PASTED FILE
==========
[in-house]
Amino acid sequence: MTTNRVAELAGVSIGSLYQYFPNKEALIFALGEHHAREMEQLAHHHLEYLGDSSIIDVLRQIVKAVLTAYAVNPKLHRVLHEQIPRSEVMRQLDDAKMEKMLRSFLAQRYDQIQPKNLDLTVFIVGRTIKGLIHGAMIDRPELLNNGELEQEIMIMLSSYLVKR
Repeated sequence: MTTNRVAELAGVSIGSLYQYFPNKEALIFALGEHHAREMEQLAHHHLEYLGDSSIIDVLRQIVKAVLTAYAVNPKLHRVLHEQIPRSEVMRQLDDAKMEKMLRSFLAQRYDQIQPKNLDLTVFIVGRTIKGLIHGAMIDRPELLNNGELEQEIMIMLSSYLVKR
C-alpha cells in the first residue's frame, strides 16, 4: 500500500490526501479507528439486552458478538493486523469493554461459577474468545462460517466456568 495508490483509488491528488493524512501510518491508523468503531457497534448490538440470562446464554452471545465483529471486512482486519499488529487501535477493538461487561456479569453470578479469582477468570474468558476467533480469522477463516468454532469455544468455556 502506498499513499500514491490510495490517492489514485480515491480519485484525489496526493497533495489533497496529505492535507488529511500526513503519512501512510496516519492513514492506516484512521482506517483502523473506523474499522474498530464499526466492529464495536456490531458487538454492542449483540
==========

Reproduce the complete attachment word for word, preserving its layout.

[in-house]
Amino acid sequence: MTTNRVAELAGVSIGSLYQYFPNKEALIFALGEHHAREMEQLAHHHLEYLGDSSIIDVLRQIVKAVLTAYAVNPKLHRVLHEQIPRSEVMRQLDDAKMEKMLRSFLAQRYDQIQPKNLDLTVFIVGRTIKGLIHGAMIDRPELLNNGELEQEIMIMLSSYLVKR
Repeated sequence: MTTNRVAELAGVSIGSLYQYFPNKEALIFALGEHHAREMEQLAHHHLEYLGDSSIIDVLRQIVKAVLTAYAVNPKLHRVLHEQIPRSEVMRQLDDAKMEKMLRSFLAQRYDQIQPKNLDLTVFIVGRTIKGLIHGAMIDRPELLNNGELEQEIMIMLSSYLVKR
C-alpha cells in the first residue's frame, strides 16, 4: 500500500490526501479507528439486552458478538493486523469493554461459577474468545462460517466456568 495508490483509488491528488493524512501510518491508523468503531457497534448490538440470562446464554452471545465483529471486512482486519499488529487501535477493538461487561456479569453470578479469582477468570474468558476467533480469522477463516468454532469455544468455556 502506498499513499500514491490510495490517492489514485480515491480519485484525489496526493497533495489533497496529505492535507488529511500526513503519512501512510496516519492513514492506516484512521482506517483502523473506523474499522474498530464499526466492529464495536456490531458487538454492542449483540